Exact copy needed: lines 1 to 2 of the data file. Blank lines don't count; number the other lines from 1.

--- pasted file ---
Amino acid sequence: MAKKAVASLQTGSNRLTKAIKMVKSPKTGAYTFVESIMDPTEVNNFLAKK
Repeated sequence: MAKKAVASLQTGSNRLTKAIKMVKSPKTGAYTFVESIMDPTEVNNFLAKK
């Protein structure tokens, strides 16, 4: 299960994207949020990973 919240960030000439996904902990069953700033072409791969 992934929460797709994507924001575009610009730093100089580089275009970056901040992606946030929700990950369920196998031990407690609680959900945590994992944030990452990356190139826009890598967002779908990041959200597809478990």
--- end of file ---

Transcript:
Amino acid sequence: MAKKAVASLQTGSNRLTKAIKMVKSPKTGAYTFVESIMDPTEVNNFLAKK
Repeated sequence: MAKKAVASLQTGSNRLTKAIKMVKSPKTGAYTFVESIMDPTEVNNFLAKK